Clayton Kershaw’s days in Los Angeles aren’t over.
The Dodgers and Kershaw agreed to a one-year deal Friday, according to a person with knowledge of the situation, to end Kershaw’s first stint as a free agent. The deal, which is reportedly worth $17 million plus incentives, will be official once Kershaw passes a physical.
Following reports of the deal, Kershaw posted a photo of himself on Instagram with the words, “We back!”
Kershaw wasn’t a guarantee to return to Los Angeles. The left-hander was seriously considering signing with his hometown Texas Rangers, according to multiple people with knowledge of the situation. And yet imagining Kershaw in another uniform was always difficult.
The Dodgers are the only franchise Kershaw has known. They drafted him in 2006, he made his major league debut at Dodger Stadium two years later, and he exorcised his postseason demons 12 years after that. Los Angeles is also home for him, his wife, Ellen, and their growing family.
He’ll enter the Hall of Fame on his first ballot as a Dodger. The three-time Cy Young Award winner and 2014 National League MVP will go down as one of the two greatest pitchers in franchise history alongside Sandy Koufax.
For the Dodgers, Kershaw’s presence is more valuable than any other franchise. He epitomizes one of the most successful stretches in club history. He’s the face of the franchise. His jersey sells. They’ve reunited with someone whose value vastly exceeds whatever he does on the mound.
Speaking with reporters before news of the signing Friday afternoon, Dodgers manager Dave Roberts said he hadn’t spoken to Kershaw since MLB’s lockout of the players ended a day earlier, but he acknowledged it would “feel very strange” if Kershaw, or fellow free -agent pitcher Kenley Jansen, weren’t with the team going into this weekend’s start of spring training.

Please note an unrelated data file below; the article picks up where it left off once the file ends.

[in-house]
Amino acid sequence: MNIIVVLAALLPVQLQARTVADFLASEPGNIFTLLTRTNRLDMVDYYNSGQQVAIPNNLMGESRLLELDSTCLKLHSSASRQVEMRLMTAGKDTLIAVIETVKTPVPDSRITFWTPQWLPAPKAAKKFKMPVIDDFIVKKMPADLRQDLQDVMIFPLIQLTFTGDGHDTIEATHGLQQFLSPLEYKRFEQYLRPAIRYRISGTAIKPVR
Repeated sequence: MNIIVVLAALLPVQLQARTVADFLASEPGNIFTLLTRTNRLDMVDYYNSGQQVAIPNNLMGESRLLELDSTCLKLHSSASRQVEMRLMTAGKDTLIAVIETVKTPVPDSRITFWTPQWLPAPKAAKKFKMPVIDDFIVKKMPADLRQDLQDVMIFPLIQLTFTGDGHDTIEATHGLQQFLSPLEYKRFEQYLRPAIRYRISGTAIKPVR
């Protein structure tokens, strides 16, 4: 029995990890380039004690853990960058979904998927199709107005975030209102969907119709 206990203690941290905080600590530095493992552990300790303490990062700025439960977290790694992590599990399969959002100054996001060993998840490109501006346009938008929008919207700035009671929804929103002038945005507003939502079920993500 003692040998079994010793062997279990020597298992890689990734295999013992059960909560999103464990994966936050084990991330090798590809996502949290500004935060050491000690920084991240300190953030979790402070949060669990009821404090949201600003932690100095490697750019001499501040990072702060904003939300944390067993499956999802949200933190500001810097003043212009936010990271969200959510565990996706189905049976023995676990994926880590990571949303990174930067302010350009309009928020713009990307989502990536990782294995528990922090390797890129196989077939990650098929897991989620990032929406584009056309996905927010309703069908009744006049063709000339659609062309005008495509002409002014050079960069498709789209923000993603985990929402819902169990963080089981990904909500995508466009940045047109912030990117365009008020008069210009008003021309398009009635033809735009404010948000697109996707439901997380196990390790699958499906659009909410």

It would “be an adjustment for everyone,” Roberts said.
It was a potential reality, as the connections in Texas are deep for Kershaw—deep enough for legitimate consideration.
His offseason home is minutes from Globe Life Field where the Rangers play their games in Arlington. Rangers general manager Chris Young is a close friend. Rangers manager Chris Woodward spent three seasons as Dodgers third base coach before taking the job in Texas in 2019. And the Rangers have acquired several former Dodgers over the last two seasons, punctuated by Corey Seager’s mammoth free-agent deal.
The Rangers spent heavily on Seager and three other free agents but were still willing to pay for Kershaw. On the other side, the Dodgers were willing to accommodate Kershaw once he communicated his desire to stay. In the end, it was up to him.
Kershaw — a soon-to-be 34-year-old with more than 2,600 innings on his arm between the regular season and playoffs — isn’t at his peak anymore. The contract is evidence after he made more than $200 million over the last seven seasons.
He posted a 3.55 earned-run average in 121 2/3 innings across 22 starts last season and his fastball’s velocity has diminished. He spent the winter rehabilitating from a significant elbow injury that ended his 2021 season in the final days before the playoffs and nearly required Tommy John surgery.
As of Friday afternoon, Roberts didn’t know any specifics about the progress of Kershaw’s recovery — though the left-hander told the Athletic that he is healthy but slightly behind where he would normally be this time of year.
But, when healthy, he’s remained among the better starting pitchers. A healthy Kershaw gives the Dodgers rotation depth they need. Already operating under the premise that Trevor Bauer will never pitch for them again, the Dodgers lost Max Scherzer in free agency. The only addition they had made to the starting rotation was signing Andrew Heaney, a reclamation project, to a one-year deal.
Walker Buehler, Julio Urías, Tony Gonsolin and David Price are the club’s other options to start the season as it stands. Dustin May, who underwent Tommy John surgery in May, could enter the picture later in the summer.
On Friday, they retained a starter whose value stretches long beyond the field, a legend in Southern California who will return to his second home for at least one more season.